Rabid Vampire Bats
Vampire bats are bats whose food source is blood, a dietary trait called hematophagy. The very concept because of how humans perceive blood sucking varmints creates an image of horror. Only 0.5% of bats carry rabies. However, of the few cases of rabies reported in the United States every year, most are caused by bat bites. However, no vampire bat species are known to live in the United States. The highest occurrence of rabies in vampire bats occurs in the large populations found in South America. A new study of rabies in vampire bats in Peru has found that culling bats—a common rabies control strategy—does not reduce rates of rabies exposure in bat colonies, and may even be counterproductive. The findings may eventually help public health and agriculture officials in Peru develop more effective methods for preventing rabies infections in humans and livestock, according to a team of scientists from the United States and Peru led by Daniel Streicker, a postdoctoral associate at the University of Georgia Odum School of Ecology.
Rabies is a serious problem in South America. Human deaths are increasingly recognized in the Amazon rainforest, and cattle die from the disease each year by the thousands. While rabies is present in most bat populations in South America, vampire bats—the only bat species that feed on mammals' blood—are responsible for the majority of human and livestock infections. The encroachment of cattle farming and human settlements into areas with existing vampire bat populations has only exacerbated the problem.
Rabies is a viral disease that causes acute encephalitis (inflammation of the brain) in warm-blooded animals. It is zoonotic (i.e., transmissible from animals to humans), most commonly by a bite from an infected animal. For a human, rabies is almost invariably fatal if post-exposure prophylaxis is not administered prior to the onset of severe symptoms. The rabies virus infects the central nervous system, ultimately causing disease in the brain and death.
Since the 1970s, efforts to control the spread of rabies in Peru have focused on culling vampire bats using poison or even explosives, on the assumption that if the size of the bat colony could be reduced enough, rabies virus would die out in that colony. Streicker, Rohani and colleagues set out to learn whether this was true. They also wanted to learn how the impacts of human activities, such as agriculture and culling practices, affect the rabies/vampire bat system.
The researchers set up 20 sampling sites across Peru, where they took repeated blood samples from vampire bats over a 40-month period. They also collected data on the size of the bat colonies and how often bats were culled for each site.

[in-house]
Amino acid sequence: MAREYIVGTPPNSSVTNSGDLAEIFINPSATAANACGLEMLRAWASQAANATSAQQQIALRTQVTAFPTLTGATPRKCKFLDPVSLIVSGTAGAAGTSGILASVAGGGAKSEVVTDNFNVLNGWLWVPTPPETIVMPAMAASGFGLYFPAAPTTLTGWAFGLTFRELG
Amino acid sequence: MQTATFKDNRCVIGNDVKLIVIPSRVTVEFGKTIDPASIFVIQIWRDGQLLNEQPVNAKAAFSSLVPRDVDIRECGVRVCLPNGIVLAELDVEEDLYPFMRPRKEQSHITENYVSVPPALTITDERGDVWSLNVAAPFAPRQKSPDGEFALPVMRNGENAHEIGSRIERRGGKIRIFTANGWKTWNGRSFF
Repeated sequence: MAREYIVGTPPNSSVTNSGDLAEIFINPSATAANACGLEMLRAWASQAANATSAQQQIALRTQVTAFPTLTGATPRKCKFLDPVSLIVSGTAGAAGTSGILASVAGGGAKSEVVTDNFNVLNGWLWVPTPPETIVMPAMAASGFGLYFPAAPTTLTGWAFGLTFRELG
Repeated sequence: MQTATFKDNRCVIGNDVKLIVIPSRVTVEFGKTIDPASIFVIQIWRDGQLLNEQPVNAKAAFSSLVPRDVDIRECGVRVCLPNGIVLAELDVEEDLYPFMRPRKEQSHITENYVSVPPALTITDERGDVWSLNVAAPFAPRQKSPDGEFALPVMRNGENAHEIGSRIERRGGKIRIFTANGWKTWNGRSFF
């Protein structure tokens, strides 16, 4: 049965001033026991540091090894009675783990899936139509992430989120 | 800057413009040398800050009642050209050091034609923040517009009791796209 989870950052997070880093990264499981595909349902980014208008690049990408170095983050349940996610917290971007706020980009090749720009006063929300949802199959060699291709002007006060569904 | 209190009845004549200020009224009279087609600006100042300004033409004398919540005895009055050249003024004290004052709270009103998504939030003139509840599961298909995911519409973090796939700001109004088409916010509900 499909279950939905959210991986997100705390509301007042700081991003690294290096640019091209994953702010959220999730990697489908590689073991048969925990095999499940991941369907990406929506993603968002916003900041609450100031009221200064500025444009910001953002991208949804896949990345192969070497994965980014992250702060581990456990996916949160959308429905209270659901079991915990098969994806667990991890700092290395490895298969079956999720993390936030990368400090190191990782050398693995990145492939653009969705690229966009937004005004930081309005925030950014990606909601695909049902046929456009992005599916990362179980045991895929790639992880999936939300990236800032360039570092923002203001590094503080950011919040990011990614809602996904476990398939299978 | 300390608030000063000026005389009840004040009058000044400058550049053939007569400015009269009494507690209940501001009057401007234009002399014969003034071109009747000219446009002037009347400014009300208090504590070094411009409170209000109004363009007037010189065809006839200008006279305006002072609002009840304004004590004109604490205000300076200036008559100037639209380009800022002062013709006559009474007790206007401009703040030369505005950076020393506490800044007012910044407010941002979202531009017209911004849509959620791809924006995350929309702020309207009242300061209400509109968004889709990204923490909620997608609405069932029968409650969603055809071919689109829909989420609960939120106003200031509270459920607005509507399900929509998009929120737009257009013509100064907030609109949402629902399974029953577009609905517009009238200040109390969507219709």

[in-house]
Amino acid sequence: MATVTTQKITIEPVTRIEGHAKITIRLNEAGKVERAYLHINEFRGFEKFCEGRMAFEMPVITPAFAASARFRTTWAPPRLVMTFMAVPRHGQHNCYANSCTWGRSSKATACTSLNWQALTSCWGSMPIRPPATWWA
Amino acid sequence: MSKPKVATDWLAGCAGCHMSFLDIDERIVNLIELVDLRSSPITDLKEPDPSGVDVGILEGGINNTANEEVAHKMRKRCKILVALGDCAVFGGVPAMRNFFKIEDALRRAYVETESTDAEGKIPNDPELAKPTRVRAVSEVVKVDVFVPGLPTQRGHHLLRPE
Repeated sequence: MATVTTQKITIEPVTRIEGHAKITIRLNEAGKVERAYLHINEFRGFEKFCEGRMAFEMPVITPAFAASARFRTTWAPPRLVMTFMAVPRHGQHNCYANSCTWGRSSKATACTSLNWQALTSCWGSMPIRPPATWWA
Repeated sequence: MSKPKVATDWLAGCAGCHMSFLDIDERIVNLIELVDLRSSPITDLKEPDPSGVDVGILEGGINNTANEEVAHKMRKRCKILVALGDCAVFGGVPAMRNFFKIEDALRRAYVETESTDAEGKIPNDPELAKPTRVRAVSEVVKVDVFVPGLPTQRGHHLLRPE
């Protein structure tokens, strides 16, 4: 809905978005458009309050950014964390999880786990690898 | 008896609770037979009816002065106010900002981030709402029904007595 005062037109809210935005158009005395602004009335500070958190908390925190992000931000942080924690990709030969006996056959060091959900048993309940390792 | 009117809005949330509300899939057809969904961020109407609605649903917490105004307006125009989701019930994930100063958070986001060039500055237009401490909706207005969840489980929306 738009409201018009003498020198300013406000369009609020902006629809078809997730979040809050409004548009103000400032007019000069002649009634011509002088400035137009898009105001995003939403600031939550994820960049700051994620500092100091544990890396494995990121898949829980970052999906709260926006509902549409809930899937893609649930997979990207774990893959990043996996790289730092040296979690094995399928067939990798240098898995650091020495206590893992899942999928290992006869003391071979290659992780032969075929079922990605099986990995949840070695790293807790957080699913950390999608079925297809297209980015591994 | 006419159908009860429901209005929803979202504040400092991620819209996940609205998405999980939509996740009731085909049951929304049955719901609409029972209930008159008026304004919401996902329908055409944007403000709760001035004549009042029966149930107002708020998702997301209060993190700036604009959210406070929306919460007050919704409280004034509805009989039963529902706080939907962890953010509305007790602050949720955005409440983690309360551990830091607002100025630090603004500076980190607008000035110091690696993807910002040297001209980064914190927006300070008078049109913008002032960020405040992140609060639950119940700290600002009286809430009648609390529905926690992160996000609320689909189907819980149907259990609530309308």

What they learned surprised them. The virus was present in every colony, regardless of its size, nearly every time they sampled.
"We found that rabies is there no matter what, and the size of the bat colony didn't predict the proportion of bats that were exposed to the virus," Streicker said. "That's important because if there's no relationship between bat population density and rabies, then reducing the bat population won't reduce rabies transmission within bats."
When they looked at the effect of culling vampire bats on rabies prevalence, they had another surprise.
"We detected something that's a little bit worrying," Streicker said. "In areas that were sporadically culled during the course of the study, we saw an increase in the proportion of bats exposed to rabies.
"Colonies that were culled regularly had slightly lower rabies exposure rates, and those that were never culled had the lowest rates of all. The next thing we have to do is understand the mechanisms for why this happens."
The researchers outlined several theories to explain higher rabies exposure in the sporadically culled bat colonies. Most culling is done by spreading an anticoagulant paste on captured bats that are then released. When its roost-mates groom the treated bat, they ingest the paste and die.
"There's some experimental evidence that bats that are exposed repeatedly to rabies may develop a degree of immunity," Streicker said. "When you kill off the adult bats that may be immune, you're making space for susceptible juvenile bats (which the team found to have higher rates of rabies exposure than adults).
"There's also something called the vacuum effect—when the adults are removed, individuals from neighboring roosts might move in to the colony to fill the vacated space."
This kind of disturbance-induced dispersal has been shown to enhance the transmission of other wildlife diseases, such as bovine tuberculosis in badgers, and the same could be true for vampire bats.
Streicker is hopeful that the insights gained from the team's research, which will continue for two more years, will help Peru's public health and agriculture officials to implement science-based strategies for controlling rabies.
Rohani added: "The emergence of several highly virulent zoonotic diseases in humans, including SARS, Nipah encephalitis, and Ebola and Marburg hemorrhagic fevers, has revealed bats as an important source of infection for humans and domesticated animals. Moreover, these emergence events have unveiled fundamental gaps in our basic understanding of virus transmission and wild bat populations."
For further information see Rabies.
Vampire Bat image via Wikipedia.